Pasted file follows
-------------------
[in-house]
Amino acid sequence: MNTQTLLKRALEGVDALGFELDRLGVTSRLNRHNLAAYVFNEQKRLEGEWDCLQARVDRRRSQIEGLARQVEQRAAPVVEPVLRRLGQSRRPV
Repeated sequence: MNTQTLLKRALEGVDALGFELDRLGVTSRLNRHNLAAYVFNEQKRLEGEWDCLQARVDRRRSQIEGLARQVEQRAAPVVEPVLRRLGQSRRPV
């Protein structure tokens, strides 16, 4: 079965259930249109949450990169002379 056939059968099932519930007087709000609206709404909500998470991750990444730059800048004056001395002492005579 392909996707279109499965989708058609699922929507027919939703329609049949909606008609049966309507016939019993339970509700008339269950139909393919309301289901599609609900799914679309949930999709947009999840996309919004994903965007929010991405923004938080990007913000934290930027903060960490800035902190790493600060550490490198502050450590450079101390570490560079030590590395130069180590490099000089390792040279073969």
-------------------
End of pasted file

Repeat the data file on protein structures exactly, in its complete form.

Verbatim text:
[in-house]
Amino acid sequence: MNTQTLLKRALEGVDALGFELDRLGVTSRLNRHNLAAYVFNEQKRLEGEWDCLQARVDRRRSQIEGLARQVEQRAAPVVEPVLRRLGQSRRPV
Repeated sequence: MNTQTLLKRALEGVDALGFELDRLGVTSRLNRHNLAAYVFNEQKRLEGEWDCLQARVDRRRSQIEGLARQVEQRAAPVVEPVLRRLGQSRRPV
């Protein structure tokens, strides 16, 4: 079965259930249109949450990169002379 056939059968099932519930007087709000609206709404909500998470991750990444730059800048004056001395002492005579 392909996707279109499965989708058609699922929507027919939703329609049949909606008609049966309507016939019993339970509700008339269950139909393919309301289901599609609900799914679309949930999709947009999840996309919004994903965007929010991405923004938080990007913000934290930027903060960490800035902190790493600060550490490198502050450590450079101390570490560079030590590395130069180590490099000089390792040279073969």